The beach blocks in Margate were covered with sand, pieces of decks were a block from their homes, and Lucy the Elephant - ok herself - was nonetheless surrounded by sand.
Public works crews used a bulldozer to clear sand, leaving large piles of sand along the Avenue. Debris from decks, fencing, gutters, and trash cans were scattered along beach blocks.
In Longport, the sand on the avenue was even more intense, a foot or more up and down Atlantic. "It's like Daytona, where you drive cars on the beach," said Longport Police Chief Vincent Pacentrilli. "That's what it's like on Atlantic Avenue."
The joke people have about homes a block from the beach one day becoming beachfront seemed to be coming true before everyone's eyes. "We are beach front for now," said Likie Nika, owner of Ozzie's luncheonette, surveying the sloping sands over Atlantic Avenue in front of her store, which sustained flooding and other damage.
"All we need is an umbrella, a chair and the sun," said George Nika.
The damage to beachfront homes around 24th street in Longport and along Point Drive at the narrow tip of the island was tremendous. The surging waves had crashed through glass sliding doors and windows, driven back furniture to the opposite side of the house and left broken water pipes gushing water unabated. A fire official estimated about three dozen homes suffered devastating damage. "The first floors are toast," he said.
City engineer Dick Carter was assessing the damage. Despite the devastation to individual properties, he said, "I think we dodged a major bullet."
Access to The Point, the narrow southern end of the island, was cut off because it was still under several feet of water.
Only one homeowner stayed in a home on the point - Marvin Ashner, 76, who lives in the home with the famous blues brothers statues right at the tip of Longport.
He said his first floor was ruined by surging tides Sunday night, well before the landfall.
"The first floor was simply a disaster," he said. "Plywood over double pane glass doesn't mean anything. The water knocked out the plywood, teh glass, the interior glass and everything on the first floor has been ruined. But nobody got hurt."
He said he was staying on for now, even as the chilly air went right into his home. Longport officials were well aware that he was there and were checking on him, he said. "I'm wiating for the emergency service for the generator, which is not staying on," Ashner said. "It's a little chilly. The house right now is wide open."
Homes with dune protection, a feature resisted by many homeowners because they block views, escaped relatively unscathed. "All these people who don't want dunes - those dunes saved us," said Lynne Baumgardner, who lives year round in a beachfront home in Longport. "We lost half our dunes, but it saved our house."
Her daughter, Susie, watched earlier Monday as the ocean surged over the bulkhead and into the street bordering their home. At nearby homes without dunes, she said, "Doors were blown in, everything inside is wrecked."
In Ventnor, there was extensive flooding in the heights, with many residents getting first floors flooded with water. But the Boardwalk and the Pier survived, and the beach was surprisingly relatively unscathed.
"Overall, we've never seen water like this," said Ventnor Fire Chief John Hazlett. "It's a historic storm."
At Newport Avenue, dune fencing was ripped up, and the lifeguard storage shed that had started at Suffolk Avenue and the beach in Ventnor had ended up at the pier about eight blocks away. At Dorset, an unmoored Hobie Cat continued its tangle with dune fencing.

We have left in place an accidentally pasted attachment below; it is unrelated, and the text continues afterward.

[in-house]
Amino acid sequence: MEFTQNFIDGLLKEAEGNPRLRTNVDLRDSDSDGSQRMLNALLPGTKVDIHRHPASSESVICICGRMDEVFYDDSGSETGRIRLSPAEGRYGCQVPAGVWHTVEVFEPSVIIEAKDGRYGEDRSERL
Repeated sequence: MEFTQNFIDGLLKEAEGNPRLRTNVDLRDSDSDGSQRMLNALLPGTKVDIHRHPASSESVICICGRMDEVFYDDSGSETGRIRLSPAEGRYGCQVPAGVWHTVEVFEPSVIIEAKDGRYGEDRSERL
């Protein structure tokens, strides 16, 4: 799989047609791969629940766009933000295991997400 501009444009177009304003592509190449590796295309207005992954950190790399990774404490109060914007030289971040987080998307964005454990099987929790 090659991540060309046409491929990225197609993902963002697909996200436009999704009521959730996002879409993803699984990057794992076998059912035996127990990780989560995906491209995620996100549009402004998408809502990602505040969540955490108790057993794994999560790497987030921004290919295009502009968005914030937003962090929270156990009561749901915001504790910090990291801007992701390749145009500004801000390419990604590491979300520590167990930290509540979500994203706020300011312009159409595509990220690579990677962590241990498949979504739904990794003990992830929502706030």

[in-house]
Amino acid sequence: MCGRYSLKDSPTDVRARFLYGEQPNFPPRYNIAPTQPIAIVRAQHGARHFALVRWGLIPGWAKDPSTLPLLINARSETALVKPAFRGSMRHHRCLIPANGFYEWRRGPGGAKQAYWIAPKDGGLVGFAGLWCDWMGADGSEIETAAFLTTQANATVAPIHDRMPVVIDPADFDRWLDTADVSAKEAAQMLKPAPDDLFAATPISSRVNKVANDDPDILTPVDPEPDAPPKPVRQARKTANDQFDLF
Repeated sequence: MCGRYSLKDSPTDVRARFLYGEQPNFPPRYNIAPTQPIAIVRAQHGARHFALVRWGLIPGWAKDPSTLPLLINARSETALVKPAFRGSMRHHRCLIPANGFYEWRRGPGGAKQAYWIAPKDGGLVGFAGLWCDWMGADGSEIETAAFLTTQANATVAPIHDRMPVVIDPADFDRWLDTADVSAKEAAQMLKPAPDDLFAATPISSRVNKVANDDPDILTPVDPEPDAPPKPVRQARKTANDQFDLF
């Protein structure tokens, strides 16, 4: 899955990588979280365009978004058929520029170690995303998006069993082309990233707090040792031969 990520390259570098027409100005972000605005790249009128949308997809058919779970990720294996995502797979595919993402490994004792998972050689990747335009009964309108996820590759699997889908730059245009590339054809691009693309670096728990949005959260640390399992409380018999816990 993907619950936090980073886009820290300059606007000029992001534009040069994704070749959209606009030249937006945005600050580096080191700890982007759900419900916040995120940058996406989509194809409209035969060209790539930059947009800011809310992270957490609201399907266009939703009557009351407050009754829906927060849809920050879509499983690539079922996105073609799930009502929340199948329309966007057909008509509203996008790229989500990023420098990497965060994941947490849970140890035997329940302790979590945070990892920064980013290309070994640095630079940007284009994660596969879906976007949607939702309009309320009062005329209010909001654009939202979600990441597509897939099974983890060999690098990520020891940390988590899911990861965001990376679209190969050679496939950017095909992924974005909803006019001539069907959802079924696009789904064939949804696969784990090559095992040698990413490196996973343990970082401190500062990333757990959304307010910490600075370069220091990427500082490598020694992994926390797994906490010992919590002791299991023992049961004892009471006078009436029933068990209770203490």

On the boardwalk at Newport Avenue Tuesday morning, Chief Hazlett and Ventnor firefighter Joseph Callahan and cleared off dune fencing from the boardwalk as they surveyed the damage from the storm, which, all in all, was not as bad as feared. "The beach looks pretty good," Hazlett said. "The dunes worked."
Hazlett said firefighters responded to two car fires overnight in flooded Ventnor heights, loading equipment into aluminum boats and floating them down streets. They rode up the flooded streets in a city front-end loader more commonly used to fashion dunes on the beach.
Firefighter Joseph Callahan had to literally dive under waist-deep flood water to hook up a fire hose at the scene of the fire. "All those years of body surfing come in handy when you have to stick your head under water to hook up a hose," Hazlett said, as the two drove down the Ventnor boardwalk.
Police continued to respond to requests for help in Ventnor and sent a half dozen ambulances to transport remaining senior citizens from Shalom House, where alarms were going off and it appeared the generator may have been failing. Police declined to give any further information.
In Brigantine, there were reports of homes with a side torn off, a devastated sea wall, a middle school with a most around it and extensive flooding of people's homes.
Mariann Storr, who evacuated with her two girls and two boys but said her husband stayed behind in Brigantine, said the island was devastated by water damage.
"The neighbor's floating dock was in the yard between us," she said. "A lot of water damage. A friend said her whole downstairs was devastated with water. There was water up the mailboxes. The water in Brigantine is unbelievable."
Still, as the eye of the storm passed over, there was a sudden calm. Her husband, Scott, she said, "took a picture of what he said was the eye. The moon was out. The stars were out. It was incredible."
She said authorities were telling people it would be ten to 15 days without power in Brigantine. They turned the power off at the substation to prevent fires. "It's a mess," she said.
Contact Amy Rosenberg at firstname.lastname@example.org or @amysrosenberg on Twitter.